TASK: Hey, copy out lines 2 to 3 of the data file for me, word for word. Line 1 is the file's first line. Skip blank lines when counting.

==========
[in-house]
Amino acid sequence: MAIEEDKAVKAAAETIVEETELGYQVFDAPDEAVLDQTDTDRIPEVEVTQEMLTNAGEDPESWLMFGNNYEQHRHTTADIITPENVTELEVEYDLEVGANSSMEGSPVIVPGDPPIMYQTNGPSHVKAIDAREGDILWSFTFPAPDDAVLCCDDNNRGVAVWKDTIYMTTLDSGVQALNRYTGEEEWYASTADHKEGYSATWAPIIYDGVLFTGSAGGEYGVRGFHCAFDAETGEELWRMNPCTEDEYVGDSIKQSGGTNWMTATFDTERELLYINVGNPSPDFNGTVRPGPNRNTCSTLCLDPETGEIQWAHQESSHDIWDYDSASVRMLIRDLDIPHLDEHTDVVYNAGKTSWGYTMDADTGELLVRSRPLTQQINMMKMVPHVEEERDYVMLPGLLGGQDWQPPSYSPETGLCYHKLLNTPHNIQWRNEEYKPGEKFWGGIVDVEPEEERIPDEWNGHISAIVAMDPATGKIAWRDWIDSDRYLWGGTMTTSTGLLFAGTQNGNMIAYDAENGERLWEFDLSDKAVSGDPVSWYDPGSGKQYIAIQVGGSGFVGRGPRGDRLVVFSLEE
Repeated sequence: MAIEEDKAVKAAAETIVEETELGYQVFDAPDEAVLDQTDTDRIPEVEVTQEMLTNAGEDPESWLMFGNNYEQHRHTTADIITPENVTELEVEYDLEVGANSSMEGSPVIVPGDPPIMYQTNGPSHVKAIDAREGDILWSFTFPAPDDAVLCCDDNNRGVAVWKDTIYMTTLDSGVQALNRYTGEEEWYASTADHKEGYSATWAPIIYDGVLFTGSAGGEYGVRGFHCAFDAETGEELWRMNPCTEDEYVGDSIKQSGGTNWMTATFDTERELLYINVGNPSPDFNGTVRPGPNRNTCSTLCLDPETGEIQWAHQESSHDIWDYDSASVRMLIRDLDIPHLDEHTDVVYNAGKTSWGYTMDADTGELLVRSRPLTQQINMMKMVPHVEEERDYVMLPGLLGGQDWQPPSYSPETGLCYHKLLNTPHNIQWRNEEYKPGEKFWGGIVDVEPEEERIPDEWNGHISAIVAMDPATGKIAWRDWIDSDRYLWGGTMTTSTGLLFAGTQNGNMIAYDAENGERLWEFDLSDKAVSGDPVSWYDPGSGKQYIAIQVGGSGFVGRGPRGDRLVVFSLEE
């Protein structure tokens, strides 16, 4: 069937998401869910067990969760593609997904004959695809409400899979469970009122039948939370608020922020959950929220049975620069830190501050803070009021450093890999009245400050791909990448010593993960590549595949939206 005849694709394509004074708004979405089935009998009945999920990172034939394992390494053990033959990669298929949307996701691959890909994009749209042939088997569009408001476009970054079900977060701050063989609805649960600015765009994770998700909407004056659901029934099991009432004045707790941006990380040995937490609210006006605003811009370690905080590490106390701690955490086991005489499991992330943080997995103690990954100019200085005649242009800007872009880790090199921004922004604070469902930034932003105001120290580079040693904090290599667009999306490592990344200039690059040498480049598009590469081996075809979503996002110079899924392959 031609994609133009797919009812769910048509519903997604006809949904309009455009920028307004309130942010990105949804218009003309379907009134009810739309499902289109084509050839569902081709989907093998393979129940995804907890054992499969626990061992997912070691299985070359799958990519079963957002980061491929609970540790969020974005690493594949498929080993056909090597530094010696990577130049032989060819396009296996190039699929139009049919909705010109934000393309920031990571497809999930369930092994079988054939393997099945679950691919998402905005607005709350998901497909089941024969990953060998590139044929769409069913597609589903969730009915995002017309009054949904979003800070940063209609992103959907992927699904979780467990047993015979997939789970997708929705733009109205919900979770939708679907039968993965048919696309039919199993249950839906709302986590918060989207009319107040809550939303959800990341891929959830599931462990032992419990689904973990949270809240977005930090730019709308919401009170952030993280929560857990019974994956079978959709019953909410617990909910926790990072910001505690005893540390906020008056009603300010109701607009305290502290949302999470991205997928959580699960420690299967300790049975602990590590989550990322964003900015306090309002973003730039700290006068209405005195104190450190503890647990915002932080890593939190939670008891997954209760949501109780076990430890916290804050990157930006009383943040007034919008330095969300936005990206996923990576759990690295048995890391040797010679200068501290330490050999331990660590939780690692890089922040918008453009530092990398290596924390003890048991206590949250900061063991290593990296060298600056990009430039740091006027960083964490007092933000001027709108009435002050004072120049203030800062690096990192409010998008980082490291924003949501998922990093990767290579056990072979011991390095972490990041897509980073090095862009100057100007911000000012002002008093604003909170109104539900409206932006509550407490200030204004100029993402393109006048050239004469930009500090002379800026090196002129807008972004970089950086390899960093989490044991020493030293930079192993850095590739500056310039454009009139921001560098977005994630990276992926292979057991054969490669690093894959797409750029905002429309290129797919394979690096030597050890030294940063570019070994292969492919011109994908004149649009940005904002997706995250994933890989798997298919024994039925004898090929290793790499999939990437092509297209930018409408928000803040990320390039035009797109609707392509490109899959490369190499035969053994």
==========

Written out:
Amino acid sequence: MAIEEDKAVKAAAETIVEETELGYQVFDAPDEAVLDQTDTDRIPEVEVTQEMLTNAGEDPESWLMFGNNYEQHRHTTADIITPENVTELEVEYDLEVGANSSMEGSPVIVPGDPPIMYQTNGPSHVKAIDAREGDILWSFTFPAPDDAVLCCDDNNRGVAVWKDTIYMTTLDSGVQALNRYTGEEEWYASTADHKEGYSATWAPIIYDGVLFTGSAGGEYGVRGFHCAFDAETGEELWRMNPCTEDEYVGDSIKQSGGTNWMTATFDTERELLYINVGNPSPDFNGTVRPGPNRNTCSTLCLDPETGEIQWAHQESSHDIWDYDSASVRMLIRDLDIPHLDEHTDVVYNAGKTSWGYTMDADTGELLVRSRPLTQQINMMKMVPHVEEERDYVMLPGLLGGQDWQPPSYSPETGLCYHKLLNTPHNIQWRNEEYKPGEKFWGGIVDVEPEEERIPDEWNGHISAIVAMDPATGKIAWRDWIDSDRYLWGGTMTTSTGLLFAGTQNGNMIAYDAENGERLWEFDLSDKAVSGDPVSWYDPGSGKQYIAIQVGGSGFVGRGPRGDRLVVFSLEE
Repeated sequence: MAIEEDKAVKAAAETIVEETELGYQVFDAPDEAVLDQTDTDRIPEVEVTQEMLTNAGEDPESWLMFGNNYEQHRHTTADIITPENVTELEVEYDLEVGANSSMEGSPVIVPGDPPIMYQTNGPSHVKAIDAREGDILWSFTFPAPDDAVLCCDDNNRGVAVWKDTIYMTTLDSGVQALNRYTGEEEWYASTADHKEGYSATWAPIIYDGVLFTGSAGGEYGVRGFHCAFDAETGEELWRMNPCTEDEYVGDSIKQSGGTNWMTATFDTERELLYINVGNPSPDFNGTVRPGPNRNTCSTLCLDPETGEIQWAHQESSHDIWDYDSASVRMLIRDLDIPHLDEHTDVVYNAGKTSWGYTMDADTGELLVRSRPLTQQINMMKMVPHVEEERDYVMLPGLLGGQDWQPPSYSPETGLCYHKLLNTPHNIQWRNEEYKPGEKFWGGIVDVEPEEERIPDEWNGHISAIVAMDPATGKIAWRDWIDSDRYLWGGTMTTSTGLLFAGTQNGNMIAYDAENGERLWEFDLSDKAVSGDPVSWYDPGSGKQYIAIQVGGSGFVGRGPRGDRLVVFSLEE